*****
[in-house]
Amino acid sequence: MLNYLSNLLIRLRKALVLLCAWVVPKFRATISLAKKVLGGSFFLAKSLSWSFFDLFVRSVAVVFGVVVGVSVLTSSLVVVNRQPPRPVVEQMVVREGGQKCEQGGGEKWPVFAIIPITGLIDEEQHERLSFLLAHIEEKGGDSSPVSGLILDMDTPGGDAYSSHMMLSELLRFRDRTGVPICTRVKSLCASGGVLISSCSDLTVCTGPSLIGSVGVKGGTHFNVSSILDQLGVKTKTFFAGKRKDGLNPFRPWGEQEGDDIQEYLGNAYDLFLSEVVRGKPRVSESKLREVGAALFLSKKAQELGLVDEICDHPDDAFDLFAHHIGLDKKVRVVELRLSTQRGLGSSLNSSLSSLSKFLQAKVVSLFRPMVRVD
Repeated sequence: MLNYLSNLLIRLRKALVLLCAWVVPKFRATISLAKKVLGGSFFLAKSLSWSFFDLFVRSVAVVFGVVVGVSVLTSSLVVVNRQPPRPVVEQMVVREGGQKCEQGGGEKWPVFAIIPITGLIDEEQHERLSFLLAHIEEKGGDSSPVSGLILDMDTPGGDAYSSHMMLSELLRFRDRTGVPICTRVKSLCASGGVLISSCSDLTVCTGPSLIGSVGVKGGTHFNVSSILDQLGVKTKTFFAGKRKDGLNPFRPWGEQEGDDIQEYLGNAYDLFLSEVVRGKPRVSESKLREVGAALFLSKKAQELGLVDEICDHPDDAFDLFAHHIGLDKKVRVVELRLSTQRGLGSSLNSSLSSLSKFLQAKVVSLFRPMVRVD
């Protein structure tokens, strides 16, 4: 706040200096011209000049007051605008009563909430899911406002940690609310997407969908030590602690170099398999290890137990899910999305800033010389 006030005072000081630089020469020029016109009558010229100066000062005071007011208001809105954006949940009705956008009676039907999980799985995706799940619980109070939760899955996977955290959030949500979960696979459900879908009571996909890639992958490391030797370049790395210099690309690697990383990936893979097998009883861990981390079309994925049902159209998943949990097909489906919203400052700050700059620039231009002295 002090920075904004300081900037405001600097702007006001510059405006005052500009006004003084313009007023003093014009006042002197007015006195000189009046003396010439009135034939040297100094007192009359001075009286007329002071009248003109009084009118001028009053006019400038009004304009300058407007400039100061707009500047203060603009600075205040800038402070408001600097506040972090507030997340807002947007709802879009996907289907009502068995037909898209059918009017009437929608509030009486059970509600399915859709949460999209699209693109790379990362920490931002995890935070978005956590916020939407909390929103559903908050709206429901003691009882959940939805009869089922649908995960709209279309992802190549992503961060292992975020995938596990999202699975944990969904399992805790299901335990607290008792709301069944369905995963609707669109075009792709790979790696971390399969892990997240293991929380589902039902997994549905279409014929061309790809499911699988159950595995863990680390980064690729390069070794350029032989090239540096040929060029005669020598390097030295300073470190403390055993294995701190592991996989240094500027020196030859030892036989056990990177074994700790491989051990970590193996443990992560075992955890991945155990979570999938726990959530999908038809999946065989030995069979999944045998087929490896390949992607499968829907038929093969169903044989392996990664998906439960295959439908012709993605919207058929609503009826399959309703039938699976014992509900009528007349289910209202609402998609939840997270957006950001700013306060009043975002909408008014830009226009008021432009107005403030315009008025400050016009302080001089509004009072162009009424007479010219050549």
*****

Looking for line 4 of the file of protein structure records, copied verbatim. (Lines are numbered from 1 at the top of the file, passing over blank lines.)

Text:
């Protein structure tokens, strides 16, 4: 706040200096011209000049007051605008009563909430899911406002940690609310997407969908030590602690170099398999290890137990899910999305800033010389 006030005072000081630089020469020029016109009558010229100066000062005071007011208001809105954006949940009705956008009676039907999980799985995706799940619980109070939760899955996977955290959030949500979960696979459900879908009571996909890639992958490391030797370049790395210099690309690697990383990936893979097998009883861990981390079309994925049902159209998943949990097909489906919203400052700050700059620039231009002295 002090920075904004300081900037405001600097702007006001510059405006005052500009006004003084313009007023003093014009006042002197007015006195000189009046003396010439009135034939040297100094007192009359001075009286007329002071009248003109009084009118001028009053006019400038009004304009300058407007400039100061707009500047203060603009600075205040800038402070408001600097506040972090507030997340807002947007709802879009996907289907009502068995037909898209059918009017009437929608509030009486059970509600399915859709949460999209699209693109790379990362920490931002995890935070978005956590916020939407909390929103559903908050709206429901003691009882959940939805009869089922649908995960709209279309992802190549992503961060292992975020995938596990999202699975944990969904399992805790299901335990607290008792709301069944369905995963609707669109075009792709790979790696971390399969892990997240293991929380589902039902997994549905279409014929061309790809499911699988159950595995863990680390980064690729390069070794350029032989090239540096040929060029005669020598390097030295300073470190403390055993294995701190592991996989240094500027020196030859030892036989056990990177074994700790491989051990970590193996443990992560075992955890991945155990979570999938726990959530999908038809999946065989030995069979999944045998087929490896390949992607499968829907038929093969169903044989392996990664998906439960295959439908012709993605919207058929609503009826399959309703039938699976014992509900009528007349289910209202609402998609939840997270957006950001700013306060009043975002909408008014830009226009008021432009107005403030315009008025400050016009302080001089509004009072162009009424007479010219050549």